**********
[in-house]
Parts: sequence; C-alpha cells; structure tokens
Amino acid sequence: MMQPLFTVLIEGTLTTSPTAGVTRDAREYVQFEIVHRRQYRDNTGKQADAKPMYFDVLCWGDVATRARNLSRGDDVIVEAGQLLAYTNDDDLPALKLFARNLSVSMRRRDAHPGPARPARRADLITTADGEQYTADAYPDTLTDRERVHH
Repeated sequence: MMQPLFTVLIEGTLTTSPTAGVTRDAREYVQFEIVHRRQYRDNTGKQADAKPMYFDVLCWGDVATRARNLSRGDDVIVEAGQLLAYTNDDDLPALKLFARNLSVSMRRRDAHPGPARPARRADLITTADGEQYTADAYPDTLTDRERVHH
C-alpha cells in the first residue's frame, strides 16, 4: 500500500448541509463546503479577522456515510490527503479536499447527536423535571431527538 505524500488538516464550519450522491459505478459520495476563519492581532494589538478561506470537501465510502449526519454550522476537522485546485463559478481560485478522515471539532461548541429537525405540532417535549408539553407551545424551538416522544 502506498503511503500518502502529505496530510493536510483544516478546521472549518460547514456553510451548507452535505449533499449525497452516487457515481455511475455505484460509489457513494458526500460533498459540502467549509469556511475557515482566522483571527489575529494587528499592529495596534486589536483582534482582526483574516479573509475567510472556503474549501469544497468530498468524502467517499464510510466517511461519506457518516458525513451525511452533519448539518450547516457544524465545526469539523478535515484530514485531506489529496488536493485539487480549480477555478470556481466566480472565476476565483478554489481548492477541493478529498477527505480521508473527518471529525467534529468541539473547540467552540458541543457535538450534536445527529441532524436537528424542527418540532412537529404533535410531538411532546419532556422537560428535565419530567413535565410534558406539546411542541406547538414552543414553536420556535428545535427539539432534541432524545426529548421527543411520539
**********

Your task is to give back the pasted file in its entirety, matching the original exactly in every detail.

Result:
[in-house]
Parts: sequence; C-alpha cells; structure tokens
Amino acid sequence: MMQPLFTVLIEGTLTTSPTAGVTRDAREYVQFEIVHRRQYRDNTGKQADAKPMYFDVLCWGDVATRARNLSRGDDVIVEAGQLLAYTNDDDLPALKLFARNLSVSMRRRDAHPGPARPARRADLITTADGEQYTADAYPDTLTDRERVHH
Repeated sequence: MMQPLFTVLIEGTLTTSPTAGVTRDAREYVQFEIVHRRQYRDNTGKQADAKPMYFDVLCWGDVATRARNLSRGDDVIVEAGQLLAYTNDDDLPALKLFARNLSVSMRRRDAHPGPARPARRADLITTADGEQYTADAYPDTLTDRERVHH
C-alpha cells in the first residue's frame, strides 16, 4: 500500500448541509463546503479577522456515510490527503479536499447527536423535571431527538 505524500488538516464550519450522491459505478459520495476563519492581532494589538478561506470537501465510502449526519454550522476537522485546485463559478481560485478522515471539532461548541429537525405540532417535549408539553407551545424551538416522544 502506498503511503500518502502529505496530510493536510483544516478546521472549518460547514456553510451548507452535505449533499449525497452516487457515481455511475455505484460509489457513494458526500460533498459540502467549509469556511475557515482566522483571527489575529494587528499592529495596534486589536483582534482582526483574516479573509475567510472556503474549501469544497468530498468524502467517499464510510466517511461519506457518516458525513451525511452533519448539518450547516457544524465545526469539523478535515484530514485531506489529496488536493485539487480549480477555478470556481466566480472565476476565483478554489481548492477541493478529498477527505480521508473527518471529525467534529468541539473547540467552540458541543457535538450534536445527529441532524436537528424542527418540532412537529404533535410531538411532546419532556422537560428535565419530567413535565410534558406539546411542541406547538414552543414553536420556535428545535427539539432534541432524545426529548421527543411520539